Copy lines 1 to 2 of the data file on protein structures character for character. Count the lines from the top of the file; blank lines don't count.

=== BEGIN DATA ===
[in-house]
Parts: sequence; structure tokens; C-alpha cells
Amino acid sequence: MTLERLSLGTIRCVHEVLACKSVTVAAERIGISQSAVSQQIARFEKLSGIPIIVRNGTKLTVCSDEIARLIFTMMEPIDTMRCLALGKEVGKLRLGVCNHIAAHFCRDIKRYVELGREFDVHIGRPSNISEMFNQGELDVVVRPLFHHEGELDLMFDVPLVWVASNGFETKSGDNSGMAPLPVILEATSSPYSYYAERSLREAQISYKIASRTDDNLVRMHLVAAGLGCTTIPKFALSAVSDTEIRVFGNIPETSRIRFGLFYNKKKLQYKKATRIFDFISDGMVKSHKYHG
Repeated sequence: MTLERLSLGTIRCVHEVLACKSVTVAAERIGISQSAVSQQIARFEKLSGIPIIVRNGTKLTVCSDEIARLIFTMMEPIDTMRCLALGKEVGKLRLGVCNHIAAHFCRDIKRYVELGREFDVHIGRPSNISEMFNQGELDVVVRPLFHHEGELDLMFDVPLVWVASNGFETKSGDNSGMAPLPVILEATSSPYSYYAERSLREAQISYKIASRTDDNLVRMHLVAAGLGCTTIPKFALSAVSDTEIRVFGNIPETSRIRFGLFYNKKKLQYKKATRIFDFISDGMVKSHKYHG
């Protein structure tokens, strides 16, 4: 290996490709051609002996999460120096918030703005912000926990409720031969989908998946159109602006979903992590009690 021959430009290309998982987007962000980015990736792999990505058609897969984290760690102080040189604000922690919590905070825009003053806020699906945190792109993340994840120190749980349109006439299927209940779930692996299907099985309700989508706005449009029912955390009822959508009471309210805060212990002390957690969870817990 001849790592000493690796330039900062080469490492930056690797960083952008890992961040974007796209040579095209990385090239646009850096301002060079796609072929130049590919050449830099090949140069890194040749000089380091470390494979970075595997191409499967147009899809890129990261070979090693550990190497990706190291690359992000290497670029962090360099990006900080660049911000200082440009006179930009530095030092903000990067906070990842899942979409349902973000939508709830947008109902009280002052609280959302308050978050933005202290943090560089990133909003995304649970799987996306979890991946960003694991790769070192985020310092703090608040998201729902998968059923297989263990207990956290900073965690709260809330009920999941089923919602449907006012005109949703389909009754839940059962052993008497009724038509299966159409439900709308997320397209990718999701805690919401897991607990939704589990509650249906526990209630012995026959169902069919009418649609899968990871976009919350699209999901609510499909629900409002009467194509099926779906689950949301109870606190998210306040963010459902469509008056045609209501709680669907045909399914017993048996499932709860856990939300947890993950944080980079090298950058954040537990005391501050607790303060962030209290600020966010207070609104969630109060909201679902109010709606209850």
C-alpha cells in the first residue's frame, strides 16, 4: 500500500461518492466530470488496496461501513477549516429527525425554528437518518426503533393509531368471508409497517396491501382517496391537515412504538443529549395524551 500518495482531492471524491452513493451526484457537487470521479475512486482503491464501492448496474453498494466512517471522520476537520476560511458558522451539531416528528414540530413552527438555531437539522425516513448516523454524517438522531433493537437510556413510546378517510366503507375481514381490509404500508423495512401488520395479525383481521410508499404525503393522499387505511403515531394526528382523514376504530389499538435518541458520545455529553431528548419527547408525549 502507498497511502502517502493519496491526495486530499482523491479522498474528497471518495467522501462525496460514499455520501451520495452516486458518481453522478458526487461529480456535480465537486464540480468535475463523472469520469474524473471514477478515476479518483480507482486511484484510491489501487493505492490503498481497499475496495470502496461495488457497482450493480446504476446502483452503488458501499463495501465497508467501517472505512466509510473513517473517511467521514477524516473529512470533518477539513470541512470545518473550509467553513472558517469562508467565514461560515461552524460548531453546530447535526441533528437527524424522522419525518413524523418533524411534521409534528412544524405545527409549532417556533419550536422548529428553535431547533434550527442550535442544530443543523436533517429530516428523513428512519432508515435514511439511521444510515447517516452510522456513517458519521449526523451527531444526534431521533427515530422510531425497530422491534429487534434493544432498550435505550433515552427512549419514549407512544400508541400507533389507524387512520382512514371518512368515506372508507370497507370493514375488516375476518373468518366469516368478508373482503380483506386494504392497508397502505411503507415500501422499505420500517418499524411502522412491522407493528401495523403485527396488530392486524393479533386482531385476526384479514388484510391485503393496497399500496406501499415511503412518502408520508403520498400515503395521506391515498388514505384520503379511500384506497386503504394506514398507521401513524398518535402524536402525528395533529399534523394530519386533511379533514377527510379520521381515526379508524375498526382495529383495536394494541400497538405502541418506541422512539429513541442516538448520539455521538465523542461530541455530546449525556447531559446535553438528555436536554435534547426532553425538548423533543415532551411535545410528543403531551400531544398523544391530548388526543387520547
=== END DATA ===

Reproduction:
[in-house]
Parts: sequence; structure tokens; C-alpha cells